Protected Health Information (PHI): Everything You Need to Know about HIPAA and PHI

PHI, or protected health information, is any data in a medical record that can be used to identify a person and that was generated, utilized, or disclosed while a patient was receiving treatment or receiving a diagnosis.

PHI in medical records, including discussions about treatment between doctors and nurses, is, in other words, information that can be used to identify a specific person.

Billing information and other patient-identifiable data stored in a health insurance company’s computer system are also considered to be part of PHI.

The HIPAA (Health Insurance Portability and Accountability Act) defines protected health information as the category of patient information that is covered by the statute.

To be in compliance with the law, eHealth apps that gather, store, or share PHI must adhere to HIPAA compliance requirements.

Protected Health Information Includes

All individually identifiable health information, such as demographic data, medical histories, test results, insurance information, and other information used to identify a patient or offer healthcare services or healthcare coverage, falls under the category of protected health information. “Protected” denotes that the data is covered by the HIPAA Privacy Rule.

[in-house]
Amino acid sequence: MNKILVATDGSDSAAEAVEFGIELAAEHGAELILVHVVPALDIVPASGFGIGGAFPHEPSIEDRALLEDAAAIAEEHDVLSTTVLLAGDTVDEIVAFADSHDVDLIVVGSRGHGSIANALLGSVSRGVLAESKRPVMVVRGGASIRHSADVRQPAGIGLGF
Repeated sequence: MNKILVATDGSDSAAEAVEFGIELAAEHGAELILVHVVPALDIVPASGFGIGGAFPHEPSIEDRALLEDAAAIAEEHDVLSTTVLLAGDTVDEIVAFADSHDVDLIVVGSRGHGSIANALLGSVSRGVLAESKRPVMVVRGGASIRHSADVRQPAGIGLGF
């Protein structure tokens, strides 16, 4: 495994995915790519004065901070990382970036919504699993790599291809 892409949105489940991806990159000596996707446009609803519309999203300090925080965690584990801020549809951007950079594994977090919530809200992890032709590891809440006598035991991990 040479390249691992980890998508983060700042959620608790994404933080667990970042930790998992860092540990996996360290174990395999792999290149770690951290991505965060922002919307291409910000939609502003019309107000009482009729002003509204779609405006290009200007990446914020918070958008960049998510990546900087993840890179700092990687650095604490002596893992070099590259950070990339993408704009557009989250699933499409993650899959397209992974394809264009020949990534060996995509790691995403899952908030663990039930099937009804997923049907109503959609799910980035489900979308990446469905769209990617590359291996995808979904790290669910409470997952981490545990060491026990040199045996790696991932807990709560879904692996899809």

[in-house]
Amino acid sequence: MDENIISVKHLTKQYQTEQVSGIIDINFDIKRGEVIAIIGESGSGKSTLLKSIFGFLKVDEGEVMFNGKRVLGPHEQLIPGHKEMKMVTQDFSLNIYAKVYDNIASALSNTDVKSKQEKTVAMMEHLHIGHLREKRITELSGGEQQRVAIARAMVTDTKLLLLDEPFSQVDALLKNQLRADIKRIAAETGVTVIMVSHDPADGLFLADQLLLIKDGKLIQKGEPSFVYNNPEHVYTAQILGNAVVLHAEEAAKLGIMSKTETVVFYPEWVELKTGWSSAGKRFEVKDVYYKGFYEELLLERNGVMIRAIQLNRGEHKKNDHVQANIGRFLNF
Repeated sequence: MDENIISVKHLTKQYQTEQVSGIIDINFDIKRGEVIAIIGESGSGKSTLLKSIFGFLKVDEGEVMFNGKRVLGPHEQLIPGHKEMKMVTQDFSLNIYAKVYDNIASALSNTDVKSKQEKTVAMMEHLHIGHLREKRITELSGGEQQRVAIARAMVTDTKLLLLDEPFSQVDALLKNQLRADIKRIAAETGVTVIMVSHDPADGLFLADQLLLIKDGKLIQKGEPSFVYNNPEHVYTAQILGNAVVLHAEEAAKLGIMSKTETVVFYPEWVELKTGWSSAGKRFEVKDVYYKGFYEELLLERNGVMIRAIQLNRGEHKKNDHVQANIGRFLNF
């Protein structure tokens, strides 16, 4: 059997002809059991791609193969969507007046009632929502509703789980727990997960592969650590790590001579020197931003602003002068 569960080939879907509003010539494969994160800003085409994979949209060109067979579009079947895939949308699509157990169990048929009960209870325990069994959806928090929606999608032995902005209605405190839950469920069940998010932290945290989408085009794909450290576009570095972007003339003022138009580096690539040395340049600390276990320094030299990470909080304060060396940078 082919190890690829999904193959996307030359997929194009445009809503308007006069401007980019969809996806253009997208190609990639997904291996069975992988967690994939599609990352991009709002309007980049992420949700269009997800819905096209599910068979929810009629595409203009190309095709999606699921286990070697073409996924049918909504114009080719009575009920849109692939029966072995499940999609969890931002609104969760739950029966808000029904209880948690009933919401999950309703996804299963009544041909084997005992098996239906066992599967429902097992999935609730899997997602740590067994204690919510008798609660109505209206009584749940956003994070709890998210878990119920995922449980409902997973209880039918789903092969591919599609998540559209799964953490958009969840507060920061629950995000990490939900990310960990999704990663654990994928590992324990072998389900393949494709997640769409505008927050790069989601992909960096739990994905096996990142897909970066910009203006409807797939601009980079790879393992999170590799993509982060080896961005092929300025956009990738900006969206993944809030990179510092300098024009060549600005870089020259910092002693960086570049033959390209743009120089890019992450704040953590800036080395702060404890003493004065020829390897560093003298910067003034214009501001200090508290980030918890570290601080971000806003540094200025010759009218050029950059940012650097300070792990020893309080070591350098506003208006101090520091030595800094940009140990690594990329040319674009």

Health records are included in the definition of “protected health information” in the Code of Federal Regulations, but education records, which are covered by other federal laws, are not. Neither are records that are held by a HIPAA-covered entity and are associated with that entity’s capacity as an employer.

Protected health information does not include information that a covered business holds about an employee in its capacity as an employer; rather, it only includes information kept on the employee in its capacity as a healthcare provider.

Individually identifiable health information about people who have passed away for more than 50 years is not included in PHI.

Examples of PHI include:



Any dates (other than years) that are specifically tied to an individual, such as their birthday, the day they were admitted or released from a hospital, when they passed away, or their exact age if they are above 89.

Telephone number.

Fax number.

Email address.

Social Security number.

Medical record number.

Health plan beneficiary number.

Account number.

Certificate/license number.

Vehicle identifiers, serial numbers, or license plate numbers.

Device identifiers or serial numbers.

Web URLs.

IP address.

Biometric identifiers such as fingerprints or voice prints.

Full-face photos.

Any other unique identifying numbers, characteristics, or codes.